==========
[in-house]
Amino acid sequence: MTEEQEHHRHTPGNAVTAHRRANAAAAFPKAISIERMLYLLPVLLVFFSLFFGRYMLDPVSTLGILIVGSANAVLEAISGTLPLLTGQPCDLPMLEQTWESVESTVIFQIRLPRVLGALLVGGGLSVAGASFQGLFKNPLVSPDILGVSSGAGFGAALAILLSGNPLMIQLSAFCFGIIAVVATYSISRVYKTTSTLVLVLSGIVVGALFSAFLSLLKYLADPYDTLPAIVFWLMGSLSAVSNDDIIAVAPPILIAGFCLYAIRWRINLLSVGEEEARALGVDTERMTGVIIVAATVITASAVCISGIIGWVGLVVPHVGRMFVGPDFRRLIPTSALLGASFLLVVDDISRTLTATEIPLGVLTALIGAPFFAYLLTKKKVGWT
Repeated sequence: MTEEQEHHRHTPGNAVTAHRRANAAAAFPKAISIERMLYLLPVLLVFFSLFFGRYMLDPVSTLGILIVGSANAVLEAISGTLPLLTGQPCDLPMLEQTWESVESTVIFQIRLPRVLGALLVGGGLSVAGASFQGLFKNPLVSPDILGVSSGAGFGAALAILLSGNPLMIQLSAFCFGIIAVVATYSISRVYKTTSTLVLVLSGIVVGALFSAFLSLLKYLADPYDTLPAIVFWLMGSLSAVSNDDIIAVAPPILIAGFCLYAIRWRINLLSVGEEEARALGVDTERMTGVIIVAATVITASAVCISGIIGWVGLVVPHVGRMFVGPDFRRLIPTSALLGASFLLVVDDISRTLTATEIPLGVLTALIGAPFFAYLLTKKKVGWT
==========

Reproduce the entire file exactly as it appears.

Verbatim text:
[in-house]
Amino acid sequence: MTEEQEHHRHTPGNAVTAHRRANAAAAFPKAISIERMLYLLPVLLVFFSLFFGRYMLDPVSTLGILIVGSANAVLEAISGTLPLLTGQPCDLPMLEQTWESVESTVIFQIRLPRVLGALLVGGGLSVAGASFQGLFKNPLVSPDILGVSSGAGFGAALAILLSGNPLMIQLSAFCFGIIAVVATYSISRVYKTTSTLVLVLSGIVVGALFSAFLSLLKYLADPYDTLPAIVFWLMGSLSAVSNDDIIAVAPPILIAGFCLYAIRWRINLLSVGEEEARALGVDTERMTGVIIVAATVITASAVCISGIIGWVGLVVPHVGRMFVGPDFRRLIPTSALLGASFLLVVDDISRTLTATEIPLGVLTALIGAPFFAYLLTKKKVGWT
Repeated sequence: MTEEQEHHRHTPGNAVTAHRRANAAAAFPKAISIERMLYLLPVLLVFFSLFFGRYMLDPVSTLGILIVGSANAVLEAISGTLPLLTGQPCDLPMLEQTWESVESTVIFQIRLPRVLGALLVGGGLSVAGASFQGLFKNPLVSPDILGVSSGAGFGAALAILLSGNPLMIQLSAFCFGIIAVVATYSISRVYKTTSTLVLVLSGIVVGALFSAFLSLLKYLADPYDTLPAIVFWLMGSLSAVSNDDIIAVAPPILIAGFCLYAIRWRINLLSVGEEEARALGVDTERMTGVIIVAATVITASAVCISGIIGWVGLVVPHVGRMFVGPDFRRLIPTSALLGASFLLVVDDISRTLTATEIPLGVLTALIGAPFFAYLLTKKKVGWT